I was taught that you don’t tolerate that. None of it. You fight back. You don’t let people treat you like that. So I picked the banana up and I chucked it back.
Little did I know I was gonna be jumped for that. For defending myself. I wasn’t beaten too badly, but they got some hits in. I had to take off and run. Ever since that day, I had to fight that group of kids every other day. I fought at least 20-something times.
I got called n—er every day, they tried to jump me every day in the bathrooms, I had one particular incident where I’m fighting in the hallway with one of these students and a teacher looked out to see what the commotion was…I could see he saw what was going on. He closed the door and kept letting me fight. The other boy, his friend came out, they tried to jump me there in the hallway.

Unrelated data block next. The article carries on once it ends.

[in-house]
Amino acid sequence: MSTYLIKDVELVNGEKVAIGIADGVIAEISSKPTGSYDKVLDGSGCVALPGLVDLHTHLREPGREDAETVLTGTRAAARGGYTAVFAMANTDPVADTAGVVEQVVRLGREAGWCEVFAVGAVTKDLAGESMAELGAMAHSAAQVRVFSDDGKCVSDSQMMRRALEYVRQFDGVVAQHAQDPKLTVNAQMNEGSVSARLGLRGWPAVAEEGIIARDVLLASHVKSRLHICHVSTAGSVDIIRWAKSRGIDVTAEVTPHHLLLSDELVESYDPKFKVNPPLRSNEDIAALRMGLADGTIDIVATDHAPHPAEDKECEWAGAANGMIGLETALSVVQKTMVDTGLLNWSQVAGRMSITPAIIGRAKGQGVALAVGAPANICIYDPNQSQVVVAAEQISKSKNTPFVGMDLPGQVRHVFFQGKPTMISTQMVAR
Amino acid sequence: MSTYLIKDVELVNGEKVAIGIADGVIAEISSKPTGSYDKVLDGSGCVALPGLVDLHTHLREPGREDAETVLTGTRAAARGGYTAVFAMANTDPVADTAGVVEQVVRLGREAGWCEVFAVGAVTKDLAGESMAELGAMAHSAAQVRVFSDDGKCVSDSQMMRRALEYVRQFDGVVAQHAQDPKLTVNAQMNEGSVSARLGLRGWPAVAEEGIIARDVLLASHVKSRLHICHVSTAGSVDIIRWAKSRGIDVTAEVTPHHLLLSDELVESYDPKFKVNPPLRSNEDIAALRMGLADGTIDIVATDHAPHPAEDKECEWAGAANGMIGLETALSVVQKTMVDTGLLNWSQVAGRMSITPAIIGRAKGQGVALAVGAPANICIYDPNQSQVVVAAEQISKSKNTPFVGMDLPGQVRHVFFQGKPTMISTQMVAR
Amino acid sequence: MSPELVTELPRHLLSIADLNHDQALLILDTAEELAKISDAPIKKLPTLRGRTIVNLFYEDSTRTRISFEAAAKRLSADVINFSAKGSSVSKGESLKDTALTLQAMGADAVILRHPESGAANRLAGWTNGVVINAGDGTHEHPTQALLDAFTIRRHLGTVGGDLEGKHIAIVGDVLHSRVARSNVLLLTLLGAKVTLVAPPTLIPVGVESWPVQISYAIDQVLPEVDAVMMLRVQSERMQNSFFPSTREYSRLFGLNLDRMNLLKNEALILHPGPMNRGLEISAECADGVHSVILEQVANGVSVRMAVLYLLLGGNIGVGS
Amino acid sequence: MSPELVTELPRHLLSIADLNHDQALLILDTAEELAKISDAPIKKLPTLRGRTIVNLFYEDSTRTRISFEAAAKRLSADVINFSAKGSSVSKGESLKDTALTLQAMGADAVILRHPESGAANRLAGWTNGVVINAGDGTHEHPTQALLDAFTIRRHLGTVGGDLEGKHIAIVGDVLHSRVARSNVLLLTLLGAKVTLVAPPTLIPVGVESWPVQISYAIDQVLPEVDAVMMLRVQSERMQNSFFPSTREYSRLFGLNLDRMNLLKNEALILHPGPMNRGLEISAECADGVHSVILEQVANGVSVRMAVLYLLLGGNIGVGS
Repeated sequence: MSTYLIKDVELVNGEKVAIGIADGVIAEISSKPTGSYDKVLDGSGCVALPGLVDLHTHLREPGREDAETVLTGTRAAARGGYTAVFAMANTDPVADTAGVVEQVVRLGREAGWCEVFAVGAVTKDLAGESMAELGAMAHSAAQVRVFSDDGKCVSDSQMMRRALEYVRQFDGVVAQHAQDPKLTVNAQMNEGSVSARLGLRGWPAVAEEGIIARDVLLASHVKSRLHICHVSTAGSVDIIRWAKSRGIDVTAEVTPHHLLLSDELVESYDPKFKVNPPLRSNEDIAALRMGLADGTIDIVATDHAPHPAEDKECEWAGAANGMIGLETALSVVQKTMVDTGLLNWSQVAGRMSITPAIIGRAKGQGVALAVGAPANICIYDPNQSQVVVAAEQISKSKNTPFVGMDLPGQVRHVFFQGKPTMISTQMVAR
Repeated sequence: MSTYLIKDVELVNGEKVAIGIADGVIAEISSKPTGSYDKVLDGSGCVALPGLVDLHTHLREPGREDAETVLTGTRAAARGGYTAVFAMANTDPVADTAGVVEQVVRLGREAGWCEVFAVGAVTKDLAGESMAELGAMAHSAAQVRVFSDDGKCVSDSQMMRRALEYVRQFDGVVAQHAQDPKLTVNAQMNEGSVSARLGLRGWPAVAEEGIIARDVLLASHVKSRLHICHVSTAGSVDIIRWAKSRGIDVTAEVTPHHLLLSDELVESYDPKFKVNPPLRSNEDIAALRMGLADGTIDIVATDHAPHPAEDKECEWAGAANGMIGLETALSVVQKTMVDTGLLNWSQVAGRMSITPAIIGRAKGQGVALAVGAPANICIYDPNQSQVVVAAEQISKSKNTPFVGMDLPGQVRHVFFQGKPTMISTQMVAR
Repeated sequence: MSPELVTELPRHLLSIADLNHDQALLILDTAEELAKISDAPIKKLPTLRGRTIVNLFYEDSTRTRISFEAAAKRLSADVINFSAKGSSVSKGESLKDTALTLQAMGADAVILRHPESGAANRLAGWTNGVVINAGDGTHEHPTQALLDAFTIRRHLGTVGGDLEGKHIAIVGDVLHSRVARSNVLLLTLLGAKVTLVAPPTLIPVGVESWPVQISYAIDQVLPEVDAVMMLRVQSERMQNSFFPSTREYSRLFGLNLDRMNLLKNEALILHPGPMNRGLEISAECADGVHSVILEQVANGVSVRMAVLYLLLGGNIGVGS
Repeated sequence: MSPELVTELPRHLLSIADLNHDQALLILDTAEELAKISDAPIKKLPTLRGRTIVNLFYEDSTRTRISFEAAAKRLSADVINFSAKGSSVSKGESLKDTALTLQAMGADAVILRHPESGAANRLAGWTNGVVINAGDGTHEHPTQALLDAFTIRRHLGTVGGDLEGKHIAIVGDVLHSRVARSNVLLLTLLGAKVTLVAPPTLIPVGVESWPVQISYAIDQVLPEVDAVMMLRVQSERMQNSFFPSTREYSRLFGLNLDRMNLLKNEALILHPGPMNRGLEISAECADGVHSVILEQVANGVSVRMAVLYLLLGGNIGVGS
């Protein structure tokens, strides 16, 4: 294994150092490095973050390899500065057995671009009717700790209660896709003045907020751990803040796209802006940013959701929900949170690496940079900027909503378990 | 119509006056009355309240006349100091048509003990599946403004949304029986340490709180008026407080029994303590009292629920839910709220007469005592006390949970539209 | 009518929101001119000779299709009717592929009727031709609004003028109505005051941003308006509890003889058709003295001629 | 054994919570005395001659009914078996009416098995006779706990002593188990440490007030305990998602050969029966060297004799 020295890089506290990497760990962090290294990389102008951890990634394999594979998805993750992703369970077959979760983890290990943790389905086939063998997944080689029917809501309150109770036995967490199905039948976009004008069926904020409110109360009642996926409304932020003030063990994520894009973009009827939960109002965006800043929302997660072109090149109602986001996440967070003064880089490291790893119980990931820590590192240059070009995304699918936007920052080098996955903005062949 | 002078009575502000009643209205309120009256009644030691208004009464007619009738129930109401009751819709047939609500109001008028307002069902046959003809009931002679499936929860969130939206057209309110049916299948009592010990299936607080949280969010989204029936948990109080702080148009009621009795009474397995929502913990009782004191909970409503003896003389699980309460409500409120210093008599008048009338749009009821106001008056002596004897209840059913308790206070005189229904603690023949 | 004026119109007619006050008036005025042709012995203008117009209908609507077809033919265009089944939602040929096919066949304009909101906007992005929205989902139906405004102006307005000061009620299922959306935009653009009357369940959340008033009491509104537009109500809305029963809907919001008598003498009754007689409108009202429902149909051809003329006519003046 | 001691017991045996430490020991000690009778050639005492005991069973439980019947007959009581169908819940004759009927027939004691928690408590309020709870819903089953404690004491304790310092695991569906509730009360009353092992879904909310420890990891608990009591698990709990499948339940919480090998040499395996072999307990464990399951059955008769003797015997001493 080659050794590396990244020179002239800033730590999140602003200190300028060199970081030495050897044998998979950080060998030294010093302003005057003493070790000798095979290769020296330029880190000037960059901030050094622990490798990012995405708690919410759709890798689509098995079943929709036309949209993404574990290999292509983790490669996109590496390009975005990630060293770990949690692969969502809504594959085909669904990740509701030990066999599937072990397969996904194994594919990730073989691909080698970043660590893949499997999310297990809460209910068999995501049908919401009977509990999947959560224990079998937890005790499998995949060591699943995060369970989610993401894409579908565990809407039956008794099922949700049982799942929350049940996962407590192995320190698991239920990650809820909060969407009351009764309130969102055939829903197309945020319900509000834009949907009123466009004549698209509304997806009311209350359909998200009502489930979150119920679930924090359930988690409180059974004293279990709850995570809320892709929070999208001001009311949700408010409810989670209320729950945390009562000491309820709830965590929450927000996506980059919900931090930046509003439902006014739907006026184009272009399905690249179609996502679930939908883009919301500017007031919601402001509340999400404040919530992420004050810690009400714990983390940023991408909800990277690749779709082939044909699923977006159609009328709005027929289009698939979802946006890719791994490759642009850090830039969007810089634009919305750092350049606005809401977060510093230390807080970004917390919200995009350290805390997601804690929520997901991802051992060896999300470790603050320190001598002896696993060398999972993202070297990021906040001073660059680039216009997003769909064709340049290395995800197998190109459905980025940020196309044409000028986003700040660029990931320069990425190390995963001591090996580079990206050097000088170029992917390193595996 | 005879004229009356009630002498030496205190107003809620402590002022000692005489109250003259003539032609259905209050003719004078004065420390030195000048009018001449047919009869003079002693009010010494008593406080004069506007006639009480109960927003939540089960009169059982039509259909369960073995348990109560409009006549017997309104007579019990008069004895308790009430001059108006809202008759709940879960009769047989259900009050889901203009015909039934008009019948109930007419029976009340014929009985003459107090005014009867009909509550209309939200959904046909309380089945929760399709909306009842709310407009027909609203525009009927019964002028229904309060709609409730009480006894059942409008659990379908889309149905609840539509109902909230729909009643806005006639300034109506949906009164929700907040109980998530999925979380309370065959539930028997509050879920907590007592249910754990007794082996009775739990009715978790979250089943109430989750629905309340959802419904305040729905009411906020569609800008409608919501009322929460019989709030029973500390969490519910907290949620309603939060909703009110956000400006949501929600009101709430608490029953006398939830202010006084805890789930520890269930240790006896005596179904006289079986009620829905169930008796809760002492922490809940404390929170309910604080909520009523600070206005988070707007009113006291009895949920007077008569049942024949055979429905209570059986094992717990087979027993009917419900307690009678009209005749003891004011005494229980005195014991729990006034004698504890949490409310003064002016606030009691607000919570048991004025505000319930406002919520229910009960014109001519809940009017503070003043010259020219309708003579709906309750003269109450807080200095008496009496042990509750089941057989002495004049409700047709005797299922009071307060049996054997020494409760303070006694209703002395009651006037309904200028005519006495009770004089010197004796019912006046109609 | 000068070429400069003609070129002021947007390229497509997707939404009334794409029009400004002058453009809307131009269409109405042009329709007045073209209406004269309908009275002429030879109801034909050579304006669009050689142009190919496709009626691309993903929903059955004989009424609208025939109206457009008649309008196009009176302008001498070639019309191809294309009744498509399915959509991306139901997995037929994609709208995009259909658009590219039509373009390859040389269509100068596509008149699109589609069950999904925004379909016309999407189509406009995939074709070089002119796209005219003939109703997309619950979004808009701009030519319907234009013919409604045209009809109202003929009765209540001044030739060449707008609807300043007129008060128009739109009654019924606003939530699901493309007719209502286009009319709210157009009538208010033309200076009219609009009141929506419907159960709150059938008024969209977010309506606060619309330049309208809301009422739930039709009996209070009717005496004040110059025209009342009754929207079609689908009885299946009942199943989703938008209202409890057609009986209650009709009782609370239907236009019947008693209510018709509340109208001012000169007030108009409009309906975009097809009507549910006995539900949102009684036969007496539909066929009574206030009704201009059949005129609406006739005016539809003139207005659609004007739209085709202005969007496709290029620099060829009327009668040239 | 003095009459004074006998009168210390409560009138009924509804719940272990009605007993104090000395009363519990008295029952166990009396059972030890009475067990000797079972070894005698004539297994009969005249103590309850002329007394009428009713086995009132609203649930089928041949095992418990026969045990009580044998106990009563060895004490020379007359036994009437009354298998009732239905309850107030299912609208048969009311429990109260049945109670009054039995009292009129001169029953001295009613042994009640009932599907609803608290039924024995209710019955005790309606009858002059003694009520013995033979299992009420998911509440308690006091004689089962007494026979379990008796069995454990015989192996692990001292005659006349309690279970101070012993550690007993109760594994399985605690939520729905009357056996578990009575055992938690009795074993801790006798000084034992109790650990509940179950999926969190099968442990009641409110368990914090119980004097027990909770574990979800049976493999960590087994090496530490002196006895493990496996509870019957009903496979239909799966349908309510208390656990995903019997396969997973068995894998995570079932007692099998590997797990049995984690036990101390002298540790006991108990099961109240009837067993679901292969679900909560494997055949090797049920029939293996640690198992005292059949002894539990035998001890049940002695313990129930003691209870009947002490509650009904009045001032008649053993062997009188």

When you’ve got to face that kind of adversity every day, and don’t have nobody, you feel like you don’t have anybody…I knew my father would have believed me, but this man wasn’t my biological father. He had come into my life when I needed a man, a strong, positive Black figure in my life. And I was more scared of him going crazy and going off because of his stories he told me, of what he went through as a young Black man. I was scared that if he found out what I was going through, that he would do such bad damage to these people, that I would lose a father again. So I held that deep inside of me.
Raised by grandparents who had many children of their own it was humbling, and having a good education was very important.
Later as a teenager in grade 11 my marks started to drop, I had the option to attend summer school but my parents said no you fooled around and now you’ll redo, I remember feeling shame but it was worth it. I went on to complete my high school with no problems and graduated.
Then came 1979 Dartmouth Vocational School now called NSCC, deep into a course that I loved, the only black student (female).